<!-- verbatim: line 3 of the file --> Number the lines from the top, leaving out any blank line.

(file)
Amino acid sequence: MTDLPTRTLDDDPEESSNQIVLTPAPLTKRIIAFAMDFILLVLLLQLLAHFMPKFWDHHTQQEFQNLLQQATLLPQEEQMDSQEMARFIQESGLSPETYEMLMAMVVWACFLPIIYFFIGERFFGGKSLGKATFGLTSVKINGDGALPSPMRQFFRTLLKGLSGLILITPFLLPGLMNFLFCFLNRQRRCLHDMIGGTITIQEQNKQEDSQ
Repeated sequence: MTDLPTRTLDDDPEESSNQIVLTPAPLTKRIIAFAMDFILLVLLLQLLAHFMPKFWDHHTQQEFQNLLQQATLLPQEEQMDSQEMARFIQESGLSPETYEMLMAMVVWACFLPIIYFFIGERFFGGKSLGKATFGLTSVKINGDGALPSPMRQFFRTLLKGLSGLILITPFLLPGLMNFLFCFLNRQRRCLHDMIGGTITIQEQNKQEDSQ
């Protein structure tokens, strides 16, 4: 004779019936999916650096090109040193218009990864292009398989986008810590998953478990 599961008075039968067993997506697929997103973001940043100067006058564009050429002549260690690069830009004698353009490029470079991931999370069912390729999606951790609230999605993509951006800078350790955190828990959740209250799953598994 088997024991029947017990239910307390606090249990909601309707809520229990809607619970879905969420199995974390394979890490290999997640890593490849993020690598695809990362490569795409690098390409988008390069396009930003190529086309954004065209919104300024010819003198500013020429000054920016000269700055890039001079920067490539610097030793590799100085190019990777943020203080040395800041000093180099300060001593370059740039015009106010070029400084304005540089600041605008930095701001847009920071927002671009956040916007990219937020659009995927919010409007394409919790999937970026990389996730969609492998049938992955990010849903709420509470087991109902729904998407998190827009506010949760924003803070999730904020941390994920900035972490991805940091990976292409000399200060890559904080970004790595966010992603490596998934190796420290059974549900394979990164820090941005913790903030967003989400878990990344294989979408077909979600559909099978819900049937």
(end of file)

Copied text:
């Protein structure tokens, strides 16, 4: 004779019936999916650096090109040193218009990864292009398989986008810590998953478990 599961008075039968067993997506697929997103973001940043100067006058564009050429002549260690690069830009004698353009490029470079991931999370069912390729999606951790609230999605993509951006800078350790955190828990959740209250799953598994 088997024991029947017990239910307390606090249990909601309707809520229990809607619970879905969420199995974390394979890490290999997640890593490849993020690598695809990362490569795409690098390409988008390069396009930003190529086309954004065209919104300024010819003198500013020429000054920016000269700055890039001079920067490539610097030793590799100085190019990777943020203080040395800041000093180099300060001593370059740039015009106010070029400084304005540089600041605008930095701001847009920071927002671009956040916007990219937020659009995927919010409007394409919790999937970026990389996730969609492998049938992955990010849903709420509470087991109902729904998407998190827009506010949760924003803070999730904020941390994920900035972490991805940091990976292409000399200060890559904080970004790595966010992603490596998934190796420290059974549900394979990164820090941005913790903030967003989400878990990344294989979408077909979600559909099978819900049937």